Monday, October 31, 2011

Manheim Steamroller: Halloween

Review # 50
Artist: Manheim Steamroller
Title: Halloween
Format: CD (x2)
Label: American Gramaphone (sic)
Year: 2003
Songs/tracks: 23

So I'm obviously getting out of order here, but in honor of the holiday, I thought I'd go ahead and review this. It's the only thing in my collection that can really be described as a Halloween album. There's some Misfits stuff, but as good as that is at Halloween, I'll listen to them any time of year, so I won't call it holiday music and I'll get to them in their proper alphabetical turn. Some other stuff is debateable, like the Ghostbusters soundtrack or a record of someone reading Edgar Allen Poe stories, but this is the only self-labled Halloween record in my collection

If you've ever heard of Manheim Steamroller before, it's almost certainly because of their new-agey synthesizer heavy Christmas albums, popular in the 1980s and early 1990s. The Christmas records are pretty corny, but they're also tied up with a lot of fond memories from my childhood, because my parents had the first two. So, while I don't like them, I like them anyway, if that makes any sense. The band has released several non-holiday albums in their Fresh Aire series which I frequently see at thrift stores, but I've never heard any of them and I don't think many people have. I was very surprised a few years ago when I learned that they were both still producing music and had a Halloween album (indeed, looking at Wikipedia, it appears they have more than one).

A few years back, my friends and I used to play what we called "Junk Poker," a game which was identical to regular poker, except instead of betting money or chips, we all brought piles of knickknacks we had laying around to use as bets. Part of the fun was negotiating the value of the different items ("Is that a raise or a call?" "No, I think you need to put more on the table than that," etc.). The night would finish up and someone would have cleaned their basement while someone else would be going home with a pile of items of varying quality and value, some of which might show up again the next time we played. I ended up with some cool stuff this way, and also was forced to make some runs to Goodwill to donate huge piles of other people's junk on some occasions. This cd was something I won in one of those games, and mostly out of curiosity, I kept it.

This album is comprised of two discs: one featuring "spooky" synthesizer music, and the other featuring 10 tracks of atmospheric sound effects (sometimes with occasional synthesizer notes). And before you ask, yes, I did listen to both discs from beginning to end for this review.

Let's start with the sound effect disc. It's fairly typical of Halloween sound effects collections. You could play it at your haunted house/Halloween party and nobody would give you a hard time about it. The disc features ten tracks of sound effects that include "Alien Spaceship," "Ghost Voices," and three variations on "Enchanted Forrest" which, to me, all sound exactly the same and all use the exact same echoing wolf howl several times. Spooky backward whispering in "The Other Side" makes it the creepiest of all the tracks, while the funniest is definitely "the Mountain King." I don't know if the king is supposed sound scary, but he sounds more like he's got really severe gas pains. He grunts and groans in what sounds like tremendous discomfort for over three and a half minutes. It's quite hilarious. "The Mountain King" was the only track on this disc that actually distracted me from working on my dissertation because I couldn't stop laughing at that poor mountain king. Someone should get him some Gas-X.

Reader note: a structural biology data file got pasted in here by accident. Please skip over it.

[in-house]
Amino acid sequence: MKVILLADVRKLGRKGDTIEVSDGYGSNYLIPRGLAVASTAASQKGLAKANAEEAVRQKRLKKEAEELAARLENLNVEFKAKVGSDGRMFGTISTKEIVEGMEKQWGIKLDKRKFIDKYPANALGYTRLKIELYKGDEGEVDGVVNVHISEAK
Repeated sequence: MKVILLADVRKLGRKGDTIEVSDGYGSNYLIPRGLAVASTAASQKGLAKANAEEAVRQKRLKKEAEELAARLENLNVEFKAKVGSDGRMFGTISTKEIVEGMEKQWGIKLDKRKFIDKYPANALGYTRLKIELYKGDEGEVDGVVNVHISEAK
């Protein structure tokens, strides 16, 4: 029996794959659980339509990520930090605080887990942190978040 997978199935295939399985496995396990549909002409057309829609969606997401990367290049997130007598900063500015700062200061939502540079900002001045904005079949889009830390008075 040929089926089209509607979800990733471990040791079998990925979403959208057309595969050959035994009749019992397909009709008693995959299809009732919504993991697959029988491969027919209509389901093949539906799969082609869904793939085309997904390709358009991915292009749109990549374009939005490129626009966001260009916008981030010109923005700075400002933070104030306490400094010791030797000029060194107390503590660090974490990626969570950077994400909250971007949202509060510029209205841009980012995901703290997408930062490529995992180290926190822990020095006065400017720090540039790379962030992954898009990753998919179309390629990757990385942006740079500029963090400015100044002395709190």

The music disc is just bad.  It starts with "rockin'" version of Bach's Toccata and Fugue in D Minor, the famous organ music you hear in so many Halloween related movies, but played on a synthesizer without enough sustain. Then the synth drums kick in and it gets very silly very fast. This disc is mostly made up of tunes you'd probably be familiar with, "deranged" by Chip Davis of Manheim Steamroller. Their version of "The Flying Dutchman" stands out because it's super dramatic. It reminds me of low budget version of Lord of the Rings Soundtrack.There's also a Nutcracker-esque version of the Alfred Hitchcock Presents theme song, "Rite of Twilight," which riffs on Twilight Zone theme, and version of "The Sorcerer's Apprentice" from Fantasia, all played in that silly synthesizer-heavy style that made Manheim Steamroller so popular in the late '80s. The disc also features few original tunes by Chip Davis like "Rock & Roll Graveyard," which is even worse than the covers. I guess if you're seriously a fan of their Christmas music and are planning to throw a Halloween party, you might like this, but otherwise, Manheim Steamroller's Halloween is really only good for a few chuckles, as far as I'm concerned. Also, they apparently don't know how to spell "gramophone."